By Holly Pearen, Senior Attorney for Environmental Defense Fund’s US Climate and Energy program
A new report from the Oklahoma Water Resources Board’s (OWRB) Produced Water Working Group indicates that oil and gas companies looking for ways to dispose of large volumes of wastewater should focus on recycling those liquids within the oil and gas fields, and not — as some suggest — use it for irrigation or other surface applications where human and environmental exposure is a risk.
The Produced Water Working Group, a panel of 17 state experts convened by Oklahoma Governor Mary Fallin in December, 2015, to study various options for wastewater reuse, determined that treating wastewater for use outside of the oil field is not economical, nor are the environmental and health risks well understood.
In fact, the Working Group didn’t evaluate health and environmental risks for any of the 10 alternative uses evaluated. While research into reducing the cost of desalination, by powering treatment facilities with solar or excess lease gas, for example, may be promising, it won’t be sufficient to green light uses that introduce oil and gas wastewater into contact with communities and ecosystems.
To that end, the OWRB recommends that scientific efforts should be devoted to “identifying toxicological risks and protective water quality targets to ensure that the environment and public health are adequately protected under various reuse scenarios.” This is exactly right.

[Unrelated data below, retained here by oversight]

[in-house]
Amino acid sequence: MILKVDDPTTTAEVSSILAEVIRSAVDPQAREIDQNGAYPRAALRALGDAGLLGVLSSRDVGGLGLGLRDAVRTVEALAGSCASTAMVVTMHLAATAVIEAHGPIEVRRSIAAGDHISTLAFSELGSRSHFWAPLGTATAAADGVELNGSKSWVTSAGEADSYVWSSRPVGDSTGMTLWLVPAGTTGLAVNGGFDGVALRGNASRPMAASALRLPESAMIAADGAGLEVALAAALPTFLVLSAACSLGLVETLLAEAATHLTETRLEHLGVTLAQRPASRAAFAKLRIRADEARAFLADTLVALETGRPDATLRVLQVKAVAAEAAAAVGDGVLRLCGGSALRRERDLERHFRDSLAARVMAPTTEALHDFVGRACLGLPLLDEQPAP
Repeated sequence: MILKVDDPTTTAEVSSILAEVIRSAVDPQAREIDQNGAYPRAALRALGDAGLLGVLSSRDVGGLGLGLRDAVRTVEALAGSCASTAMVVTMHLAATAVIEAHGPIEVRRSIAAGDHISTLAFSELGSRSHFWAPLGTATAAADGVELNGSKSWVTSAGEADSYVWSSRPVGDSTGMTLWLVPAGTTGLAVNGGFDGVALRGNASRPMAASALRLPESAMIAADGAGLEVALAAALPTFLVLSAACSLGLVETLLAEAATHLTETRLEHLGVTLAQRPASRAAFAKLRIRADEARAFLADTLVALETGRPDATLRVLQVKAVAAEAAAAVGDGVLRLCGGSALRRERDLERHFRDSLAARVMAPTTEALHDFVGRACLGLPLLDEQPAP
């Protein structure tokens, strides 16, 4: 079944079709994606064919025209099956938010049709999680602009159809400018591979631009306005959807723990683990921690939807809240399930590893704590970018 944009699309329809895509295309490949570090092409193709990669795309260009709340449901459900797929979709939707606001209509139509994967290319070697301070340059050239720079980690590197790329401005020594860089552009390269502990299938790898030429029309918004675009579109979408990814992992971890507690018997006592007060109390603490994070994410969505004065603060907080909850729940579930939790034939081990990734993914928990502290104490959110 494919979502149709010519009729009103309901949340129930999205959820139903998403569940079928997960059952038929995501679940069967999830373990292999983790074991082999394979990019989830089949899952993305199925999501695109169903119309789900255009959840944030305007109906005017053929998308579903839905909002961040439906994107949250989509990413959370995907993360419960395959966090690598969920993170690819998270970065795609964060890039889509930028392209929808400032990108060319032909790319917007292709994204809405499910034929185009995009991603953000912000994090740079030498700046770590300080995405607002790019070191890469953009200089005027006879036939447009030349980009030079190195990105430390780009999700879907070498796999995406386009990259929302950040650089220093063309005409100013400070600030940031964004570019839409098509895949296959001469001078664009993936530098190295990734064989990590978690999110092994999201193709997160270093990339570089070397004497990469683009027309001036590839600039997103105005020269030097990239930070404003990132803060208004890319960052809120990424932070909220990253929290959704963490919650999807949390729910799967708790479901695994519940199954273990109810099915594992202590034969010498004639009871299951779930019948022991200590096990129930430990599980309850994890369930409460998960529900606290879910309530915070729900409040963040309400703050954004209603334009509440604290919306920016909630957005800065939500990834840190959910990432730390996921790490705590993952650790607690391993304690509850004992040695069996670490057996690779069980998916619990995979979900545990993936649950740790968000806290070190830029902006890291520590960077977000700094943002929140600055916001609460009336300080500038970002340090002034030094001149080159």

Evaluating the real health and safety impacts of using produced water outside the oilfield will take time and accurate information.
Oklahoma has the time. Governor Fallin wisely convened the Produced Water Working Group to begin identifying and developing potential alternative water sources needed to supply the state with “Water for 2060.” For oil and gas wastewater, it may take a decade to identify and answer the fundamental questions needed to assure the public that new uses don’t cause more problems than they solve.
The Oklahoma Water Resources Board's long-term state-wide energy and water planning gives operators, regulators, researchers and the public enough lead time to meaningfully evaluate wastewater reuse options, and implement policies that protect the public and the environment. The state should take advantage of this lead time to fully address environmental and health risks prior to permitting alternative uses outside the oilfield.
But the report suggests that Oklahomans don’t yet have the necessary data. If the state is serious about considering produced water as a potential new water resource, basic data regarding what is in the water, how much is produced, where it’s produced, and where it goes, should be collected, reported and analyzed. The OWRB report is a good first step. The next step is getting serious about meaningful public health and environmental impacts analysis by collecting basic, readily available, detailed information about this potential resource.
Until then, the Working Group report makes it clear that the most promising near term options for oil and gas wastewater management involve more efficient use of existing infield recycling and disposal techniques.
From Environmental Defense Fund's Energy Exchange Blog